Preservation Obligation

It is estimated that more than 100 million people are wearing an Apple Watch* and another approximately 31 million people are using the Fitbit.** It is further predicted that sales and use of these devices will continue to grow. And so, as people increasingly look for wearables that both “make technology more personal” and include a “cool factor”
Continue Reading Fit For Discovery: The Discoverability of Wearable Devices

Riddle me this:  Is a document that resides on your network and which you embed in an email via a hyperlink the functional equivalent of an attachment to that email?

Magistrate Judge Katherine H. Parker, in a recent decision out of the Southern District of New York (Nichols v. Noom, Inc., No. 20-CV-3677 (LGS) (KHP) (S.D.N.Y. Mar. 11, 2021)
Continue Reading Just When You Thought You Understood ESI…

Generally, a litigation hold letter* will issue to preserve documents and information potentially relevant to a reasonably anticipated lawsuit. However, when does one’s duty to preserve potentially relevant documents end?  Unfortunately, the answer is not necessarily when the litigation ends.  Indeed, a recent decision out of California reminds us there may be instances when one’s preservation obligations are ongoing, even
Continue Reading When Does My Duty to Preserve End?

Historically, the legal profession has been reluctant to embrace technology and electronic discovery in the practice of law.  Indeed, practitioners often still exchange discovery in paper format or ignore, altogether, medium, like text messages, that may be repositories of relevant information.  A recent case — In DR Distributors, LLC v 21 Century Smoking, Inc. – is an example supporting the
Continue Reading Court Enforces Strict Sanctions for Failing to Be Competent in ESI Obligations

As the pandemic continues and businesses adapt to the realities of virtual workforces, the “Zoom-Bombing” pranks housemates played on one another are a thing of the past.*  Rather, we now must confront the discovery implications this virtual shift presents.  For example, the increased use of virtual platforms, replete with recording features, may expose a litigant to discovery obligations beyond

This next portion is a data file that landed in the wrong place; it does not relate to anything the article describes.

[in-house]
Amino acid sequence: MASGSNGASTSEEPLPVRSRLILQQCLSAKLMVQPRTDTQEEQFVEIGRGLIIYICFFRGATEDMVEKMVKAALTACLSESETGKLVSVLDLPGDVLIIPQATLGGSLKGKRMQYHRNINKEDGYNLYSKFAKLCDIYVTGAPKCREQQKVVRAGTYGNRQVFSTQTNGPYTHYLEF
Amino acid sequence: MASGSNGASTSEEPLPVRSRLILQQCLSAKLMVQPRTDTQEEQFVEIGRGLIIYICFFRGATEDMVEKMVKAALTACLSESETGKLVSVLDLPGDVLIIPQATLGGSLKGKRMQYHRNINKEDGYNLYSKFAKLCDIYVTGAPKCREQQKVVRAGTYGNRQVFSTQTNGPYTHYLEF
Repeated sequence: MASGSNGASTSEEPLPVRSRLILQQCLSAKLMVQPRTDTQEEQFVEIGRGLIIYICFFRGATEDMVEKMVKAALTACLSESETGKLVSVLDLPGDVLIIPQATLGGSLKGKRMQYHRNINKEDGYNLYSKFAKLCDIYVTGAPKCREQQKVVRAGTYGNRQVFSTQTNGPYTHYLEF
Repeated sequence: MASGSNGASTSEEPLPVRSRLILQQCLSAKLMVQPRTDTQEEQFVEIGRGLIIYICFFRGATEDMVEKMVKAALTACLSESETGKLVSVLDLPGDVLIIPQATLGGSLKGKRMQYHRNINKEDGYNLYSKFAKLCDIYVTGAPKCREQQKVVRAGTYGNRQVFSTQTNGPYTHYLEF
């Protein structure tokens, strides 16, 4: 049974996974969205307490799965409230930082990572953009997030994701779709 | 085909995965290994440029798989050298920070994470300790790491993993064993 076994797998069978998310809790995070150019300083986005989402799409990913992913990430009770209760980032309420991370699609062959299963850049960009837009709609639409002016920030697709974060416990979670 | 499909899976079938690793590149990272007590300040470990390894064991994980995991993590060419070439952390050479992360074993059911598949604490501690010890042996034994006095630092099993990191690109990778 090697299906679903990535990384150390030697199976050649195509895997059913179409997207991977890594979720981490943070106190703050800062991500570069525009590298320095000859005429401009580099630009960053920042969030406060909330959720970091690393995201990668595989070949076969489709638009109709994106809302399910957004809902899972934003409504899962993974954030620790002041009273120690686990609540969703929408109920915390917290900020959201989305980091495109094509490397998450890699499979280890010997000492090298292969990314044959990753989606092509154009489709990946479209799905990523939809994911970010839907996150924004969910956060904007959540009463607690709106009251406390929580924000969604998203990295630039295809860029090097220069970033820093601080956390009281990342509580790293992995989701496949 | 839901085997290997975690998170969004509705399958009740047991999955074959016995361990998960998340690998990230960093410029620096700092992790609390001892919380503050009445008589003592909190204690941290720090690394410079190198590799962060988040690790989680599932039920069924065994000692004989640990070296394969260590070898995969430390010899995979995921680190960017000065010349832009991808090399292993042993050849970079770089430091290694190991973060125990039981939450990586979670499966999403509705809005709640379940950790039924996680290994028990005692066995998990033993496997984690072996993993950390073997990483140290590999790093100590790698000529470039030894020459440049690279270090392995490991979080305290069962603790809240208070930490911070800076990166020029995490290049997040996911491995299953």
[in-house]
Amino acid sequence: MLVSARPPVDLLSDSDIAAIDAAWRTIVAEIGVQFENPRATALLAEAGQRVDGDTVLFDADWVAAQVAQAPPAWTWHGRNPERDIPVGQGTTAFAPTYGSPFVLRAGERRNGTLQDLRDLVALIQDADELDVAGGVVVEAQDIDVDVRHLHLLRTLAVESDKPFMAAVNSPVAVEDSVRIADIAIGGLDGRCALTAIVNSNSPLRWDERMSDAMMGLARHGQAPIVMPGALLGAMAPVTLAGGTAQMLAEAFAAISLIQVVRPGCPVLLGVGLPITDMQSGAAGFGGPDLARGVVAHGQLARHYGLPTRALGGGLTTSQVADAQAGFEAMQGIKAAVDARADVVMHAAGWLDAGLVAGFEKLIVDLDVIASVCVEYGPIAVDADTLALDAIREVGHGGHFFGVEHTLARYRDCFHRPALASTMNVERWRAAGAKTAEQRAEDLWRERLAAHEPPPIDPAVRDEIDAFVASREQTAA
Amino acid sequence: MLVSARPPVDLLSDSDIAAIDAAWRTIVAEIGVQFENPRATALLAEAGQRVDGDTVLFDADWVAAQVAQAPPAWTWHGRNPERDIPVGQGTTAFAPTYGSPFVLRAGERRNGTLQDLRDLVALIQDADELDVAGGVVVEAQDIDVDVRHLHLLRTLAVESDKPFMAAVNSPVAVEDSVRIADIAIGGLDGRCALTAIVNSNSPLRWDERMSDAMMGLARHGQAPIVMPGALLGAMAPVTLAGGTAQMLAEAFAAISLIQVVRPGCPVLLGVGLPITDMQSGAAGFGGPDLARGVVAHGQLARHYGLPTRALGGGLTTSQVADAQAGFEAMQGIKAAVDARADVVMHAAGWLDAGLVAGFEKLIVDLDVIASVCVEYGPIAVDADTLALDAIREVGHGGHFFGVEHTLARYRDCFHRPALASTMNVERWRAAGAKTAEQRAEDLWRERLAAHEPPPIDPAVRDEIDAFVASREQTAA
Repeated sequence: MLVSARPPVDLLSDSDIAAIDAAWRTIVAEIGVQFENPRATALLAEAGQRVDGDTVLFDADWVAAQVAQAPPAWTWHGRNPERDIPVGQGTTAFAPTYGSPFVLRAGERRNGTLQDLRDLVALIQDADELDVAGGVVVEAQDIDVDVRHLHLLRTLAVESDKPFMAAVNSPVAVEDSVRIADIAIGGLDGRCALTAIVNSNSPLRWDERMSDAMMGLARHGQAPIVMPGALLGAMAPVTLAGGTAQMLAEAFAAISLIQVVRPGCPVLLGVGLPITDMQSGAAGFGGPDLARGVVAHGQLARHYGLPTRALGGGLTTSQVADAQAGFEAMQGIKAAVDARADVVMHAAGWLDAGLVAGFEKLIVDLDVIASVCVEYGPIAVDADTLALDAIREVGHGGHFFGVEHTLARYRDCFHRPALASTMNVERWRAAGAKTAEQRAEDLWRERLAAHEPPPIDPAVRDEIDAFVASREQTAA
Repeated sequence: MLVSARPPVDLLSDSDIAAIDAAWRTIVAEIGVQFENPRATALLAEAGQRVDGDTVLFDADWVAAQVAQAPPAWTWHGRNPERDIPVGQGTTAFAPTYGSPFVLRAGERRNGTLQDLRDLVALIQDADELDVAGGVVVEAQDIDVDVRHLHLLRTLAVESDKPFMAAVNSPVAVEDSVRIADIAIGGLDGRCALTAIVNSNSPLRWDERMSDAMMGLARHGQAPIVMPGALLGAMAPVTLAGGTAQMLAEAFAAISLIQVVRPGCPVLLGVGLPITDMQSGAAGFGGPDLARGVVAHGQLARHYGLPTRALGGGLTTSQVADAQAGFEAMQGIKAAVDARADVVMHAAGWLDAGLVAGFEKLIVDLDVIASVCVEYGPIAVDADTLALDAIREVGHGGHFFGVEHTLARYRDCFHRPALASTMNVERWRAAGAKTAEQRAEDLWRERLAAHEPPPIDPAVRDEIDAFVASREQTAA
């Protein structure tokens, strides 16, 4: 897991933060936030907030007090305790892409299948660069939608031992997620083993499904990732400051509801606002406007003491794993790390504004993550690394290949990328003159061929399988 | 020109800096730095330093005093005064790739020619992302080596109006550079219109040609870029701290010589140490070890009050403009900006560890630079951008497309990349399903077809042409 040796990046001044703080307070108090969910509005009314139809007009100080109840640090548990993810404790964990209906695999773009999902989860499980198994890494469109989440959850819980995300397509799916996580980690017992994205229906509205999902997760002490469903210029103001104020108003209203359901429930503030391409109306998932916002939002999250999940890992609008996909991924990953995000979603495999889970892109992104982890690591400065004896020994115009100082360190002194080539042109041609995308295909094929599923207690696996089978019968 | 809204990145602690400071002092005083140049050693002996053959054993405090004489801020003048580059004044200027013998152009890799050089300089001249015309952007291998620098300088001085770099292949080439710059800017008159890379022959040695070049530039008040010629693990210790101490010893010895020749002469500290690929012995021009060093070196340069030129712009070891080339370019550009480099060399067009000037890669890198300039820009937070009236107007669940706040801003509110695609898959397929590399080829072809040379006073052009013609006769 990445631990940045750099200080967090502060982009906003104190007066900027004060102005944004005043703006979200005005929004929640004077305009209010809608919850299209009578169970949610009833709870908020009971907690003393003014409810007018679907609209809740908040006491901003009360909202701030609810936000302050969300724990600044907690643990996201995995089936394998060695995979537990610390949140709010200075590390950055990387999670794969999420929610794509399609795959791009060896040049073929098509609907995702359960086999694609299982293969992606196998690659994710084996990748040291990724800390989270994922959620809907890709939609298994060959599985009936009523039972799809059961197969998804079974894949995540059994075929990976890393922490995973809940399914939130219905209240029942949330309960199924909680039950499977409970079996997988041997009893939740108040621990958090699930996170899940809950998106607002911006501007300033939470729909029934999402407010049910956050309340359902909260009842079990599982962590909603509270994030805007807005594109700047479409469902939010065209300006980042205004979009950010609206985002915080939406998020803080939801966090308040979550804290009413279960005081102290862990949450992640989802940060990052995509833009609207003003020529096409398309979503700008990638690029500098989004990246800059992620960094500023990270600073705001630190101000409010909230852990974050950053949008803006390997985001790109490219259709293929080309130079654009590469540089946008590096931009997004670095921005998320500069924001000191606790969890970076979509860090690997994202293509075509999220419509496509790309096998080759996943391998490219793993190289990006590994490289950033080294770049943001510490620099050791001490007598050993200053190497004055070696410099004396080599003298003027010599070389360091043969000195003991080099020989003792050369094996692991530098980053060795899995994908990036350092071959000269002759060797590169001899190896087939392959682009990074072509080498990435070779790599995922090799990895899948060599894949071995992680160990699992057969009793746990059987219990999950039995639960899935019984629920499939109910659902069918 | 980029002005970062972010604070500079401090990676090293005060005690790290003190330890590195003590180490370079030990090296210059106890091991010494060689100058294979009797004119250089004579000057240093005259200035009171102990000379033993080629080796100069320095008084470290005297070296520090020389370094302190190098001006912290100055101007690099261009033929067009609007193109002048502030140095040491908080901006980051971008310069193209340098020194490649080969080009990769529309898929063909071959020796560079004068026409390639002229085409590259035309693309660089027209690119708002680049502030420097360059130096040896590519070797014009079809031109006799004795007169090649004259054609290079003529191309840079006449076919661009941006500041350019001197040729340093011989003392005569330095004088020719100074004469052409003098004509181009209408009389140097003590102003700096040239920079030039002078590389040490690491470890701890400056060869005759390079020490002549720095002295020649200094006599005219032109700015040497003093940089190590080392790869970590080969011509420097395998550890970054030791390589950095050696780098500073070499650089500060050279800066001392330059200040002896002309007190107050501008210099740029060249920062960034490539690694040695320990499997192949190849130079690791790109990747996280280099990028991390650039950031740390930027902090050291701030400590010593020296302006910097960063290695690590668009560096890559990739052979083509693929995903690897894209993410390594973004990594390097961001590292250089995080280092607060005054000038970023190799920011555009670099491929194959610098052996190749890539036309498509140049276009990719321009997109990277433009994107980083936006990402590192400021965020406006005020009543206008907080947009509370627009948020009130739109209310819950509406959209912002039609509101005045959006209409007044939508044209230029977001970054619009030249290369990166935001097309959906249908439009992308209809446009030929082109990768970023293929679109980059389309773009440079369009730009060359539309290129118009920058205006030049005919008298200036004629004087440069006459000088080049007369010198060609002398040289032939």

Continue Reading Is Your Zoom-Bombed Meeting Discoverable?

The duty to preserve potentially relevant evidence – documentary or electronic – arises when a lawsuit is reasonably anticipated.  Although this is a subjective standard,  Parlux Fragrances, LLC et al v. S. Carter Enterprises, LLC et al.  illustrates a recent decision where a court imposed  sanctions and an adverse inference because the defendants failed to preserve information after receipt of
Continue Reading “You Can’t Heal What You Never Reveal”: Plaintiffs Are Entitled to Sanctions and Adverse Inference at Trial Because Jay-Z and S. Carter Enterprises Destroyed Emails After Litigation Was “Reasonably Anticipated.”

According to the Complaint filed in Michael Distefano and Nicole Distefano v Law Offices of Barbara H. Katsos, PC and Barbara H. Katsos, Michael DiStefano and a non-party were owners of a limited liability company that was the franchisee of three Cold Stone Creamery Inc. ice cream parlors.  In 2006, the three stores suffered financial difficulties due to an extended


Continue Reading An Attorney Acting ‘With a Pure Heart and An Empty Head’ is Sanctioned for Spoliating Emails

When dealing with a lawsuit that inevitably will require the production of electronically stored information (“ESI”), one of the first things we (as counsel) have to do is figure out where that ESI resides.   But how, exactly, does one begin to determine where responsive data exists?  Well, consider the client’s data map.

Some of you may be thinking, what the


Continue Reading What is a Data Map, Anyway?

Perez v. Metro Dairy Corp., No. 13 CV 2109(RML), 2015 WL 1535296 (E.D.N.Y. Apr. 6, 2015)

In this collective action seeking unpaid wages, overtime and other relief, Plaintiffs moved pursuant to Federal Rule of Civil Procedure (“FRCP”) 37 for spoliation sanctions attributable to Defendants’ failure to preserve, and ultimately produce certain relevant employment-related evidence, including, for example payroll records and


Continue Reading Sanctions Inappropriate When Failure to Preserve is the Result of Prior Court Order